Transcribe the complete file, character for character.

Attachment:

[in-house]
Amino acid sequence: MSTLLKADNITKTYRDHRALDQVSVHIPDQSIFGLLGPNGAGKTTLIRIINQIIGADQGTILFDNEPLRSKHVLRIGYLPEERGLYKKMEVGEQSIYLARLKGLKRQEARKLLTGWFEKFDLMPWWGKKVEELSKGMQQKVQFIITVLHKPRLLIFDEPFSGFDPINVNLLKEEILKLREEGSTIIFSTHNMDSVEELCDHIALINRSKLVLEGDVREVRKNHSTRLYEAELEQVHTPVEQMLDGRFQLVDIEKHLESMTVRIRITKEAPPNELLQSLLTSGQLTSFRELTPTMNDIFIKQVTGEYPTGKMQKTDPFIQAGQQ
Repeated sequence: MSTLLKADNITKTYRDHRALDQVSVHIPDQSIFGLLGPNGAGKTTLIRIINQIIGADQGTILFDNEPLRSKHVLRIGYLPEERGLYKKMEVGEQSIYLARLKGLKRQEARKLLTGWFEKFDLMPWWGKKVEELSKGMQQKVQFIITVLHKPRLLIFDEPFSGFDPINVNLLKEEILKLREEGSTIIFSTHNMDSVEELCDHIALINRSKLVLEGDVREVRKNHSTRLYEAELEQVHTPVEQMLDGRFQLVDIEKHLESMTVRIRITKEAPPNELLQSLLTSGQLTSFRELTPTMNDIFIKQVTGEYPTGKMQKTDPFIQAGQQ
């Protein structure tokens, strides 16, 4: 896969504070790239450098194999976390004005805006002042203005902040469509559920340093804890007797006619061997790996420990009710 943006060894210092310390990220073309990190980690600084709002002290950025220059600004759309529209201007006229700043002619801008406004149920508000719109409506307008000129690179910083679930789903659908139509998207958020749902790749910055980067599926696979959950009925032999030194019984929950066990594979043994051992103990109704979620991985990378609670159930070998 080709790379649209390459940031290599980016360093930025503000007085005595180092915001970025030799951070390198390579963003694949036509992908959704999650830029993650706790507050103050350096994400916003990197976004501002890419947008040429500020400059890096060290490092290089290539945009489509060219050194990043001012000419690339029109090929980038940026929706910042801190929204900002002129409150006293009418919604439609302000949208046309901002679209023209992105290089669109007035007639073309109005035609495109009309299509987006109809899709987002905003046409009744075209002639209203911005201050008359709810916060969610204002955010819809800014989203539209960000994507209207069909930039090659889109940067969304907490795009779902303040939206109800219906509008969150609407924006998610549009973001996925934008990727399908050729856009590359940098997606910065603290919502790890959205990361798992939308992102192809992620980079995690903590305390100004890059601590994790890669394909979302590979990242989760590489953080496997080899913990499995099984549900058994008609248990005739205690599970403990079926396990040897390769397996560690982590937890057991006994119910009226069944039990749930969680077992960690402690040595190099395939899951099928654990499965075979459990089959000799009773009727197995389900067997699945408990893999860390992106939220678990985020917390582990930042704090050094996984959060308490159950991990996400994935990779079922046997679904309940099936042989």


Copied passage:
[in-house]
Amino acid sequence: MSTLLKADNITKTYRDHRALDQVSVHIPDQSIFGLLGPNGAGKTTLIRIINQIIGADQGTILFDNEPLRSKHVLRIGYLPEERGLYKKMEVGEQSIYLARLKGLKRQEARKLLTGWFEKFDLMPWWGKKVEELSKGMQQKVQFIITVLHKPRLLIFDEPFSGFDPINVNLLKEEILKLREEGSTIIFSTHNMDSVEELCDHIALINRSKLVLEGDVREVRKNHSTRLYEAELEQVHTPVEQMLDGRFQLVDIEKHLESMTVRIRITKEAPPNELLQSLLTSGQLTSFRELTPTMNDIFIKQVTGEYPTGKMQKTDPFIQAGQQ
Repeated sequence: MSTLLKADNITKTYRDHRALDQVSVHIPDQSIFGLLGPNGAGKTTLIRIINQIIGADQGTILFDNEPLRSKHVLRIGYLPEERGLYKKMEVGEQSIYLARLKGLKRQEARKLLTGWFEKFDLMPWWGKKVEELSKGMQQKVQFIITVLHKPRLLIFDEPFSGFDPINVNLLKEEILKLREEGSTIIFSTHNMDSVEELCDHIALINRSKLVLEGDVREVRKNHSTRLYEAELEQVHTPVEQMLDGRFQLVDIEKHLESMTVRIRITKEAPPNELLQSLLTSGQLTSFRELTPTMNDIFIKQVTGEYPTGKMQKTDPFIQAGQQ
């Protein structure tokens, strides 16, 4: 896969504070790239450098194999976390004005805006002042203005902040469509559920340093804890007797006619061997790996420990009710 943006060894210092310390990220073309990190980690600084709002002290950025220059600004759309529209201007006229700043002619801008406004149920508000719109409506307008000129690179910083679930789903659908139509998207958020749902790749910055980067599926696979959950009925032999030194019984929950066990594979043994051992103990109704979620991985990378609670159930070998 080709790379649209390459940031290599980016360093930025503000007085005595180092915001970025030799951070390198390579963003694949036509992908959704999650830029993650706790507050103050350096994400916003990197976004501002890419947008040429500020400059890096060290490092290089290539945009489509060219050194990043001012000419690339029109090929980038940026929706910042801190929204900002002129409150006293009418919604439609302000949208046309901002679209023209992105290089669109007035007639073309109005035609495109009309299509987006109809899709987002905003046409009744075209002639209203911005201050008359709810916060969610204002955010819809800014989203539209960000994507209207069909930039090659889109940067969304907490795009779902303040939206109800219906509008969150609407924006998610549009973001996925934008990727399908050729856009590359940098997606910065603290919502790890959205990361798992939308992102192809992620980079995690903590305390100004890059601590994790890669394909979302590979990242989760590489953080496997080899913990499995099984549900058994008609248990005739205690599970403990079926396990040897390769397996560690982590937890057991006994119910009226069944039990749930969680077992960690402690040595190099395939899951099928654990499965075979459990089959000799009773009727197995389900067997699945408990893999860390992106939220678990985020917390582990930042704090050094996984959060308490159950991990996400994935990779079922046997679904309940099936042989």